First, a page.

For example, you might have a list of addresses, but to map them, you need latitude and longitude coordinates. Or you have observations for individuals of a population, but you might be more interested in subpopulations.

Programming can be helpful in this case to automate parts of the process, but there are a growing number of click-and-play applications to manage data, too.

When you have data you want to explore, pause for a sec-ond to consider what values represent, where the data is from, and how variables were measured.


As you saw in the previous chapter, there are many chart options and combinations of visual cues to choose from. It’s easy to obsess over picking the right chart for your data, but during the early stages of exploration, it’s more important to see your data from different angles and to drill down to what matters for your project.

Make multiple charts, compare all your variables, and see if there are interesting bits that are worth a closer look. Look at your data as a whole and then zoom in on categories and individual data points.

This is also a great time to experiment with visual forms. Try different scales, colors, shapes, sizes, and geometries, and you might stumble upon a graphic worth pursuing further.

You don’t always need to stick to the visual cues that are the “best” at showing data most accurately and are easiest to read. When exploration is your goal, don’t let a list of best practices stop you from trying something different because complex data often requires complex visualization.

For example, Figure 4-3 shows an interactive exploration of article deletions on Wikipedia by Mortiz Stefaner, Dario Taraborelli, and Giovanni Luca Ciampaglia. Wikipedia is a large resource of data with small and large data tables within articles, article edits over time, and user interaction with articles and between each other. The data can be explored on many dimensions, but the topic focus of Notabilia shows a clearer picture.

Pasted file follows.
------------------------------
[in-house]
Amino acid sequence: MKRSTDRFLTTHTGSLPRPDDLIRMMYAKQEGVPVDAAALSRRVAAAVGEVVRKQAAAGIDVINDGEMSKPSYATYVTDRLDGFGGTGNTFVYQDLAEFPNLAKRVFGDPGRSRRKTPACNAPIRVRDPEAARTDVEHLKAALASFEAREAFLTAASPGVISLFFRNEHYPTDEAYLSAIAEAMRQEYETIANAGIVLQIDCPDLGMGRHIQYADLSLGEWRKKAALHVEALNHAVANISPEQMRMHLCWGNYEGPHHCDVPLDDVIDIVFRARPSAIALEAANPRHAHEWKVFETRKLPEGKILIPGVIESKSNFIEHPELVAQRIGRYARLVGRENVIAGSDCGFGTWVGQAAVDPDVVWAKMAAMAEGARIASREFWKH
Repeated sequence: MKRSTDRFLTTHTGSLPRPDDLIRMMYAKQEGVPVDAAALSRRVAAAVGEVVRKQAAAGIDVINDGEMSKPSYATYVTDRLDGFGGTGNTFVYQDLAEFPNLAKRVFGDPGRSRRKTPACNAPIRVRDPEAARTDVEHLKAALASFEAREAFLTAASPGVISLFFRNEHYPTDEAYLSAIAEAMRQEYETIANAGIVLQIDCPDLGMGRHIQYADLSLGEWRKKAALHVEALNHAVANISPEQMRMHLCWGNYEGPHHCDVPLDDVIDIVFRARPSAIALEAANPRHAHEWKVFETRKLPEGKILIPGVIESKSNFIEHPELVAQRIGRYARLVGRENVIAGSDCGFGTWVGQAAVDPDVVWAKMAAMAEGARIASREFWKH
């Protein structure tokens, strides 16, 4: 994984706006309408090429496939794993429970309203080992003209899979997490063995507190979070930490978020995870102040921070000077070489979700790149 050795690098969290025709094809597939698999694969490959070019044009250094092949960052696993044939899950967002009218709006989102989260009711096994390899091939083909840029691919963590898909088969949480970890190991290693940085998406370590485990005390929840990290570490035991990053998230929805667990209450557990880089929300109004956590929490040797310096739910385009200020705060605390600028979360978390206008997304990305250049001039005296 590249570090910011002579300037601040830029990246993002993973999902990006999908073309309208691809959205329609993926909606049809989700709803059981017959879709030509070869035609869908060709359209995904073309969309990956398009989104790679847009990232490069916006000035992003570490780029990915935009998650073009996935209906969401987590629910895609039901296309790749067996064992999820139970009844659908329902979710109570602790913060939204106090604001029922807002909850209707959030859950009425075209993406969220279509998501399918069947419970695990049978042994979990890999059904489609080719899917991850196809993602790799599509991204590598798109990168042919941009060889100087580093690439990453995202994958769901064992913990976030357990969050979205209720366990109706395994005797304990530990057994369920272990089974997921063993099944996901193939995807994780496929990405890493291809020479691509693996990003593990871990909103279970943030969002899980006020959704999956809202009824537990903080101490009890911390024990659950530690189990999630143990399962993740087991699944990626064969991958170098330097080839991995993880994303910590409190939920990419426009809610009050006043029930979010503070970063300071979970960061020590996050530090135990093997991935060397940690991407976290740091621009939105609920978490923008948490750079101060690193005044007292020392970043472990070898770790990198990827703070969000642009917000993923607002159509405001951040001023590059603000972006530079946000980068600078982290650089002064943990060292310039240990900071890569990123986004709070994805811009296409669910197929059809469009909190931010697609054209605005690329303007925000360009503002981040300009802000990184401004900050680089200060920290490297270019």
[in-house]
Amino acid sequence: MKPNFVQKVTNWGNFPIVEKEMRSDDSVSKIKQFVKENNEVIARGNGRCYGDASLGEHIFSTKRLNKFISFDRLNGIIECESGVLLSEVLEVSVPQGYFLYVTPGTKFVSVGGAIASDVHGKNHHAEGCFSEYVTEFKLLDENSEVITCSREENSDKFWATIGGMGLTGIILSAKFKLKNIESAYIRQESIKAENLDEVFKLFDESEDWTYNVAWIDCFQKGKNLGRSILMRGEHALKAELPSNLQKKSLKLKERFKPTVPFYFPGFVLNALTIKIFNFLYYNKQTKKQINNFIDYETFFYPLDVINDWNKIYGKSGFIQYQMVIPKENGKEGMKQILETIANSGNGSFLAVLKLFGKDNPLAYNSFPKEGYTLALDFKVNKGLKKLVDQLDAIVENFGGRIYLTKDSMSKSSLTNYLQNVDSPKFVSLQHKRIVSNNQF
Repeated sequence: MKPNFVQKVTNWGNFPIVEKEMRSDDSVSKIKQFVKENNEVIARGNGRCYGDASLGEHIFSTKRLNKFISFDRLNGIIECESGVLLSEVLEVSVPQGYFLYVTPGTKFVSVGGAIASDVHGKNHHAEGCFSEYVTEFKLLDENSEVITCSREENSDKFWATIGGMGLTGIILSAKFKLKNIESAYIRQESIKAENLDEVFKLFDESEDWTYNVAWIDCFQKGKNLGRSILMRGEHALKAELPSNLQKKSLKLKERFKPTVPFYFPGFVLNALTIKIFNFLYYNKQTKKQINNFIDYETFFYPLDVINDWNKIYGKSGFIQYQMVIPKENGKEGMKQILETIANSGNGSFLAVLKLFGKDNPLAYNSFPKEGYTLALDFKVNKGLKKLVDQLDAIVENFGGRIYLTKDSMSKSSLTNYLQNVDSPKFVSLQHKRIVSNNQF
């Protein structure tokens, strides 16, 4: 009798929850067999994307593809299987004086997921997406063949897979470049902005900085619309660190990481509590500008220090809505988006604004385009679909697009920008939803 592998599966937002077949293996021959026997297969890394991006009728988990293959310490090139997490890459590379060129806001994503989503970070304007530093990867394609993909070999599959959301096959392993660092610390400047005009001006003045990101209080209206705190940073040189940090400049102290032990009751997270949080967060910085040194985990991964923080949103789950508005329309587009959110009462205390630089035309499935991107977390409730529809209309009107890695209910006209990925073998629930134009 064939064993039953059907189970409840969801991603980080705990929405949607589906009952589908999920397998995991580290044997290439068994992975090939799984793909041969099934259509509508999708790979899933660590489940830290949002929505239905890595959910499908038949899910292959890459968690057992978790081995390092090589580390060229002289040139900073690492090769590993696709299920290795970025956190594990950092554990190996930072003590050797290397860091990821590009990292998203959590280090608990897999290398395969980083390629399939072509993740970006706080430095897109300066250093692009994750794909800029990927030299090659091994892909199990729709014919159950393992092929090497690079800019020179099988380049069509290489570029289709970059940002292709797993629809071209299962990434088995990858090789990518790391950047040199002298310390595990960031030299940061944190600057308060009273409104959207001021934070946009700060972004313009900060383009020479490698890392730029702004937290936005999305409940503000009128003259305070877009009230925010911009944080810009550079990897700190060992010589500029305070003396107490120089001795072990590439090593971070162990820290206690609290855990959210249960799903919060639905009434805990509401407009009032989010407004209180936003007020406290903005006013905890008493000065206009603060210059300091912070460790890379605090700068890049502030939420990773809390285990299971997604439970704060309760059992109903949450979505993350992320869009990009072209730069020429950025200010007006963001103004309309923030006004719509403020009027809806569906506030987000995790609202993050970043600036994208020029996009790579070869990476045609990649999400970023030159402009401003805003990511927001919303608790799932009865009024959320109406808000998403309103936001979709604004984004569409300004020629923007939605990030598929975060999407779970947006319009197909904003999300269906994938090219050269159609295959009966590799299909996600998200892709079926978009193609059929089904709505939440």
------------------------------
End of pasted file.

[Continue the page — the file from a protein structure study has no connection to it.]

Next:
Each branch represents a user discussion about whether an article should be deleted, and those that curl to the right are discussions that lean strongly for deletion. A curl to the left is a discussion leaning toward keeping an article. The more prominent the curl is, the stronger the agreement between users. Although the visualization isn’t traditional, you get still get something out of it.

That said, traditional visualization, such as bar graphs and line charts, can be made easily and read quickly, which makes them great tools to explore data.

As your goals shift, so do your choices of visualization. If you were to design a dashboard that provides the status of a system at a glance, you must visualize the data in a way that is straightforward to digest. On the other hand, if the goal is to encourage reflection or to evoke emotions, efficiency might not be your main concern.

Excerpted with permission from the publisher, Wiley, from Data Points: Visualization That Means Something by Nathan Yau. Copyright © 2013

Author Bio
Nathan Yau
, author of Data Points: Visualization That Means Something, has a PhD in statistics and is a statistical consultant who helps clients make use of their data through visualization. He created the popular site, and is the author of Visualize This: The FlowingData Guide to Design, Visualization, and Statistics, also published by Wiley.

For more information please visit, and follow the author on Facebook and Twitter